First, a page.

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Thursday, 11 September 2008

Angel Falling Softly by Eugene Woodbury

"Over the past six months, Rachel Forsythe's perfect life has descended from the ideal to the tragic. The younger of her two daughters is dying of cancer. Despite her standing as the wife of a respected Mormon bishop, neither God nor medical science has blessed her with a cure. Or has He?

"Milada Daranyi, chief investment officer at Daranyi Enterprises International, has come to Utah to finalize the takeover of a Salt Lake City-based medical technology company. Bored with her downtown hotel accommodations, she rents a house in the Salt Lake City suburbs.

"And then the welcome wagon shows up. Her neighbors perceive her to be a beautiful, intelligent, and daunting young woman. But Rachel senses something about Milada that leads her in a completely different-and very dangerous-direction.

"Rachel's suspicions are right: Milada is homo lamia. A vampire. Fallen. And possibly the only person in the world who can save Rachel's daughter. Uncovering Milada's secrets, Rachel becomes convinced that, as Milton writes, "all this good of evil shall produce."

"As the two women push against every moral boundary in order to protect their families, the price of redemption will prove higher than either of them could have possibly imagined."

Angel Falling Softly examines human nature at its most basic level. What lengths would you got to to save the ones you love? How strong is your faith when pushed to your limits? Rachel has to answer all these questions for herself when her daughter lies at death's door. She knows death is not the tragic event the world may make it out to be, but it doesn't change her desire to have her daughter around longer. She knows what she is doing is wrong and won't even talk to her husband about it. Milada also has to take a look at the direction her own life is going and how she got there.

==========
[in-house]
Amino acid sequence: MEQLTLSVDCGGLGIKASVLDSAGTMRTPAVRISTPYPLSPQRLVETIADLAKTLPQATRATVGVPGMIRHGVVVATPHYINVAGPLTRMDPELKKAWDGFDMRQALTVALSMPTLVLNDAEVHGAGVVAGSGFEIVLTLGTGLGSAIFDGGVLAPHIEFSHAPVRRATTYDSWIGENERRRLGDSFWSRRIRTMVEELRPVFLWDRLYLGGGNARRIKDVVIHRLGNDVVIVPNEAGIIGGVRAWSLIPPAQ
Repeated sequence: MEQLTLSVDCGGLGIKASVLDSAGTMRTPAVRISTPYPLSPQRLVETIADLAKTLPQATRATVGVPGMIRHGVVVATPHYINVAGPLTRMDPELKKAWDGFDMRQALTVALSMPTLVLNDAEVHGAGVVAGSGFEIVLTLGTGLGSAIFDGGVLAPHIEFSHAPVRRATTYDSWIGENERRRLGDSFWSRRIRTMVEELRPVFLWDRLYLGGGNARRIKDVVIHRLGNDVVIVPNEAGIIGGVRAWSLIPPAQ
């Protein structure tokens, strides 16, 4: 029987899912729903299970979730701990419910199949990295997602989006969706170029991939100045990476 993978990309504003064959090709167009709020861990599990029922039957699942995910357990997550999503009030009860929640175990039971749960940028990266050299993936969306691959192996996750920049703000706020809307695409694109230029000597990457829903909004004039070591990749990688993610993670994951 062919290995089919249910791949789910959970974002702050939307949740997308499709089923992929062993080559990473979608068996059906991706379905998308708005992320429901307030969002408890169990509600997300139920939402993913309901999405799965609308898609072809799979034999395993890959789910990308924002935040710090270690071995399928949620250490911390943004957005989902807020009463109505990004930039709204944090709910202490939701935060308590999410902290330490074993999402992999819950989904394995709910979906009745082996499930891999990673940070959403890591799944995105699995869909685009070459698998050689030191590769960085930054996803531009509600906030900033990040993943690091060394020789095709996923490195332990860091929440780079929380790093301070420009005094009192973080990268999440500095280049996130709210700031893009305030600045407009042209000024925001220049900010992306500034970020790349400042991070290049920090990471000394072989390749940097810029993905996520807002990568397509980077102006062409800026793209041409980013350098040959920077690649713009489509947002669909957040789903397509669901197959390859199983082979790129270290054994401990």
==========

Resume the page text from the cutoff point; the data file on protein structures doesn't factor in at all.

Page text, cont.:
The author didn't provide enough background for Milada and her sisters and it would have been nice if the virus that caused them to become vampires was a little more fully explained. It was a little confusing at times. I also found the sex scenes a little graphic for my taste. Compared to the national market, they were very tame, but still not something I enjoyed reading - especially the two scenes with lesbian overtones. In a book written by an LDS writer about LDS people, the scenes seemed horribly out of place.

As for the story, it was interesting and I thought the characters did change and develop over time. We all make decisions and have to live with the consequences. In the end, Rachel gets her wish, but at what price?

This book has good storyline and fascinating characters. It's just a story but it raises interesting questions about our behavior in extreme situations.

Unfortunately, even though I thought the plot line was interesting and the story brought up some good questions, because of the sexual content and some bad language, I won't recommend this book to my readers.

5 comments:

Kimberly said...

I've seen several reviews of this now and they're all in line with what you've written here.

Cathy Witbeck said...

Thanks for reviewing this, Stephanie. If you see a book with an LDS setting you'd like to assume that it will be a 'safe' book for your teen. I appreciate frank words of warning.

MoJo said...

Ah, but he wrote bravely, did he not?

Stephanie Humphreys said...

Yes mojo, he did write bravely, and in the end, those of us who write have to write what's in our heart whether the world appreciates it or not.

MoJo said...

:)

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